Coconut & Cashewnut Fudge

Can I claim to be a Mangalorean if I dont sing praises of the mother of all nuts? - Haha, im not talking about myself, silly! It's just that now that we have stepped into the beginning of monsoons and the Mango is no longer the hot topic, I thought I should write about an all season fruit (or nut if you please) - the Coconut! The most famous tree found in tropical weather - across the world.

The west coast of India is known for the abundance of coconut trees so it's little wonder that our cuisine is also predominantly coconut based. From sweets to savouries the coconut finds its way into almost all the dishes. They aint call it the 'kalpavriksh' for nothing! (kalp = wish, vriksh = tree) or the tree that fulfills all your wishes. While the tender coconut water (bondo/bondda/nariyal pani) is an any time natural thirst quencher for all seasons although it is most popular during the summer. The thin filmy flesh of the tender coconut is delicious when it's eaten right after you have quenched your thirst with the water. The matured coconut (brown on the outside) again has several uses - the flesh is grated and used in cooking savouries (gravies, chutneys, milk, garnishing) and sweets (fudges, burfis, laddoos and many more that use the milk extracted from fresh coconuts). The coconut water when left to ferment is also collected and sold as 'toddy' in arrack shops (now illegal) for those requiring a daily dose to keep themselves in good 'spirits'. The same toddy is used as a fermenting agent in the preparation of various rice based traditional preparations like 'appam's (sweet fermented rice pancakes) or 'sannas' (sweetish idlis made of fermented rice dough) (recipe to follow). Matured coconuts are also sun dried and pressed to extract oil which is again used for cooking and other therapeutic & beauty requirements

The fibre (called as 'katho' in Konkani) is commonly used as a kitchen scrub along with ash to make greasy utensils sparkly and squeaky clean and is also used to make ropes, rugs and a hundred other things that many Keralites will be proud of making. The innermost shell (after the flesh has been grated & removed) is again used to make wooden ladles, simple kitchen utensils, toys and decorative items and also used instead of firewood to heat up the bath water in large bronze cauldrons ('baan' in Konkani) in most homes even today.

The branches ('modal' in Konkani) are dried and then stripped off the thin long leaves, dried and used again (called 'pido) as firewood or to prop up spinach or pepper vines requiring propping up. The long leaves are removed and the spine of the same are used to make brooms! The tree, when uprooted/cut provides wood for various carpentry work, the most common of them is to make beams which support tiled houses.

So you see, the humble coconut tree requiring very little maintenance is probably the most versatile as far as its uses are concerned. While I will take you on a journey of the many uses of the cashewnut tree another day, for now, it's the Coconut & Cashewnut fudge for you...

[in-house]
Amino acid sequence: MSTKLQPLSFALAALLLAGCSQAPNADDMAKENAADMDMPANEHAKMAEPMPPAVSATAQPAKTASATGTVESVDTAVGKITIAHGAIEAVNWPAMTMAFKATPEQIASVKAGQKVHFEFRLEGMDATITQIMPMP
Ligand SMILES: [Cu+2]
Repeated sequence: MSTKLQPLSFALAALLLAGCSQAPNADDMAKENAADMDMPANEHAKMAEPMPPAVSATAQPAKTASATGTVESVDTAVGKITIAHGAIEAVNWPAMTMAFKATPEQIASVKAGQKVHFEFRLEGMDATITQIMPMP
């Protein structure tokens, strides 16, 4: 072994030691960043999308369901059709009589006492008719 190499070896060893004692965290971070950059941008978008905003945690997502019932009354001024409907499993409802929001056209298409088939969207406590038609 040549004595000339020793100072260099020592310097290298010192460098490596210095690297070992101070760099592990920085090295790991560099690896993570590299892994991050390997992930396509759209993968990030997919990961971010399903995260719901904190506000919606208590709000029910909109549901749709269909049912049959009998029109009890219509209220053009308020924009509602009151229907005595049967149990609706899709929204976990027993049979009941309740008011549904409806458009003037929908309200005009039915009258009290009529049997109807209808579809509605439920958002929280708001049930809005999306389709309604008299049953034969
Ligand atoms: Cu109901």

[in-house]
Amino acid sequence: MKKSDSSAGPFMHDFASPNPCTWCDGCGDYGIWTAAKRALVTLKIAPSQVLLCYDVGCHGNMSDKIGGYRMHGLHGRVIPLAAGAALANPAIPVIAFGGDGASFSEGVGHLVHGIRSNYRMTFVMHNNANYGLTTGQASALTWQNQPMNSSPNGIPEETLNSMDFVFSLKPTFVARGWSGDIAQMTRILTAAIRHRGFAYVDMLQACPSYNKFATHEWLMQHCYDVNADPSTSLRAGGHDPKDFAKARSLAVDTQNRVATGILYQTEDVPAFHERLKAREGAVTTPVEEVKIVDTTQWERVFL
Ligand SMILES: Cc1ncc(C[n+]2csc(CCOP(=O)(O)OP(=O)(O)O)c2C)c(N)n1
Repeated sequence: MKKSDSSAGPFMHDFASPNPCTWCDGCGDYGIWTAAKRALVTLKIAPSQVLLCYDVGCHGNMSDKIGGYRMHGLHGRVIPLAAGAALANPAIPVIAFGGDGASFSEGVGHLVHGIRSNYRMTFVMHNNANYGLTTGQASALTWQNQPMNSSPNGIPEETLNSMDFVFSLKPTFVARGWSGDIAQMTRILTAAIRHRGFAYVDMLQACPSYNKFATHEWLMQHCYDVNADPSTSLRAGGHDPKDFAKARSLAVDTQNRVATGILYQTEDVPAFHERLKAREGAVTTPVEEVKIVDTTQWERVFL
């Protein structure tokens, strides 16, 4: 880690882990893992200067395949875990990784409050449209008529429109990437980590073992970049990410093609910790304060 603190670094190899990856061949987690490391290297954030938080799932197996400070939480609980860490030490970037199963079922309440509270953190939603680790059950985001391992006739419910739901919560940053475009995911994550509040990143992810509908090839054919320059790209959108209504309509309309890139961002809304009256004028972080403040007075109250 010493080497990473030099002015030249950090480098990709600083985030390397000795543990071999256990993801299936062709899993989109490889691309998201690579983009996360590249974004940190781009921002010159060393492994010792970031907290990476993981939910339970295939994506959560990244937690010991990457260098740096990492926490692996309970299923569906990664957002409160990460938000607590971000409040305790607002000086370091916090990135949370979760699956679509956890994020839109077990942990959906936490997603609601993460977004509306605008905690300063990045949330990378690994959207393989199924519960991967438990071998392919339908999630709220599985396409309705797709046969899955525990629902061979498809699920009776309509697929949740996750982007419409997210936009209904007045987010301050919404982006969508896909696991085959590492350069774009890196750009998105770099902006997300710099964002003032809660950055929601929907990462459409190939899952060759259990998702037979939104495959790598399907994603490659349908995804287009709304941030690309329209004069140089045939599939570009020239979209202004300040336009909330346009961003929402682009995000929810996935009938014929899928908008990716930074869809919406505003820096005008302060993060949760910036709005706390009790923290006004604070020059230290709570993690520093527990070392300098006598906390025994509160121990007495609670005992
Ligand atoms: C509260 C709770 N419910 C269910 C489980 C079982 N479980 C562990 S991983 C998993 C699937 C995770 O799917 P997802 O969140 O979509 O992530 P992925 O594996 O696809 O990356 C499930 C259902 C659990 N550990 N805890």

Coconut & Cashewnut Fudge
(print this)
Recipe Source: My mum
Serves: 4-6

You Need:
1. While using freshly grated coconut, use only the white flesh of the coconut, as you continue to grate, the flesh closest to the coconut shell will be brownish in colour. 
2. The outcome of this recipe is a sticky soft & mushy almost halwa like texture. If you want to make 'burfi' which is a harder version of the fudge and snaps into a crunchy bite and has longer shelf life, simple skip making the syrup (so skip the water altogether) - just mix sugar well with the ground cashewnut & coconut paste and cook on a very slow flame and follow the rest of the method.

1. Grind the cashewnuts & grated coconut to a paste (leave it a bit coarse - like the texture of thick coconut chutney) - use very very little water only if required to grind
2. In a heavy bottomed pan/kadhai add the sugar and water and mix well and continue to stir on a medium slow flame till you arrive at a one thread consistency (if you pour the mixture from a height it should appear unbroken and flow like syrup and not like water droplets)
3. To this mixture add the ground paste and mix well and reduce flame to sim - cook for about 10-12 minutes stirring in between to ensure that the paste does not stick to the bottom of the pan
4. Add the ghee and continue to stir for another 5-6 minutes or till the mixture leaves the sides of the pan. Turn off plate and transfer the mixture into a well greased 7" or 8" round shallow 'thali' with tall sides
5. Use slightly greased palms of the back of a large spoon to smoothen the surface. Allow to cool completely (for at least an hour so that the mixture sets). You can even refrigerate it for half an hour.
6. Cut into diamond shapes (run a knife through to draw lines diagonally) and serve
7. Store in an airtight box and refrigerate if you wish to keep it for over a day.

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